Strange Bedfellows – Creativity and the Curriculum
[Note: This film contains material recorded by the participants]
“The project ‘Strange Bedfellows?: Creativity and Analysis in an Age of Austerity’ was set up by York postgraduate students in 2012 to investigate how academic study and creative practice can, and should work together in an increasingly difficult economic climate. As one branch of this project, Sophie Coulombeau (PhD, University of York) and collaborator Alys Mostyn (PhD, University of Leeds) organised a series of workshops between research students at the Universities of York and Leeds and Year 12 students at Huntington School, which were funded by Humanities Centres at the two universities, and by the school itself.
Sophie says, “The workshops programme was born from the idea that when when we talk about secondary or higher education reform, we never seem to ask the rising generation – those who will be most affected by changes – what they think about them. The brilliant young people at Huntington had a huge range of perceptive thoughts about creativity, Michael Gove’s proposed changes to secondary education, and their own academic and career aspirations. It was an eye-opening experience working with them, and we want to publicise their contribution as widely as possible. Policymakers across government and education need to be listening to this stuff.”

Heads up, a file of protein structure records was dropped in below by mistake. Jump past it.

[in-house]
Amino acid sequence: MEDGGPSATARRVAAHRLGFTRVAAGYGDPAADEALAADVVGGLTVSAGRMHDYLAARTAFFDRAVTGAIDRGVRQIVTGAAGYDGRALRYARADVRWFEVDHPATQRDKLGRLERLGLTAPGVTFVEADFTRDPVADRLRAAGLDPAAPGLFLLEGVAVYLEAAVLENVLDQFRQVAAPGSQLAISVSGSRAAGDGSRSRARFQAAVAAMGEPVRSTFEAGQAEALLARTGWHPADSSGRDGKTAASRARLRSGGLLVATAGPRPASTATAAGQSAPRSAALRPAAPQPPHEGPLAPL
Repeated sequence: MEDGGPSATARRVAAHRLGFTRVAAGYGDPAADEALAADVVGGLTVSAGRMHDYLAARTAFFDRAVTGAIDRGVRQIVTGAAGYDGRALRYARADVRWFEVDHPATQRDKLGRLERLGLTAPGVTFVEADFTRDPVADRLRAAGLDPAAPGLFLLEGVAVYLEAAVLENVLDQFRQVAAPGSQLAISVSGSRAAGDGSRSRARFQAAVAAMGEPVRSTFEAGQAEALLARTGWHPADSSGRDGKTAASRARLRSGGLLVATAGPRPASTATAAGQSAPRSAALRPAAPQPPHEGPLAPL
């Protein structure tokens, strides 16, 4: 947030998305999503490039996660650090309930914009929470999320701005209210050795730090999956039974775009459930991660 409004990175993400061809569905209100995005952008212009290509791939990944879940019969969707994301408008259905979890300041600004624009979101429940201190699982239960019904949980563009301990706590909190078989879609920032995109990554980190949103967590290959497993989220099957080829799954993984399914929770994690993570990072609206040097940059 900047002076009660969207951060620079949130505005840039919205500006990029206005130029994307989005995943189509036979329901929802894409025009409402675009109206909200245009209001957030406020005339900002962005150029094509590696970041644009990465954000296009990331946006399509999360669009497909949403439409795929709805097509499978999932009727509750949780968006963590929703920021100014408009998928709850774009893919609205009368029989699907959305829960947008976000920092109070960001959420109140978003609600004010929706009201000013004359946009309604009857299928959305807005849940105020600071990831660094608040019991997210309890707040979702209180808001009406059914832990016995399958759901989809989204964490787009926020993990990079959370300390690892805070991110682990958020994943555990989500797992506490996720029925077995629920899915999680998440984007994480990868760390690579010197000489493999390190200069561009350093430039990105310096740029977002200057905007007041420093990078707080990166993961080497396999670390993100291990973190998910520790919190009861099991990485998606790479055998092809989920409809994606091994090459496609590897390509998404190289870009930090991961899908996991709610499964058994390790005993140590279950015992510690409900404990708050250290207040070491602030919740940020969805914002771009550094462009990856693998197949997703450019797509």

York Festival of Ideas recently hosted an exhibition showcasing Huntington students’ creative projects including art, sculpture, poetry and music, which were produced in response to the theme ‘Creativity and Analysis in an Age of Austerity’. The exhibition had 160 visitors in two days, and the organisers have received enquiries about rolling out the project to other UK cities and abroad.”
June 19, 2013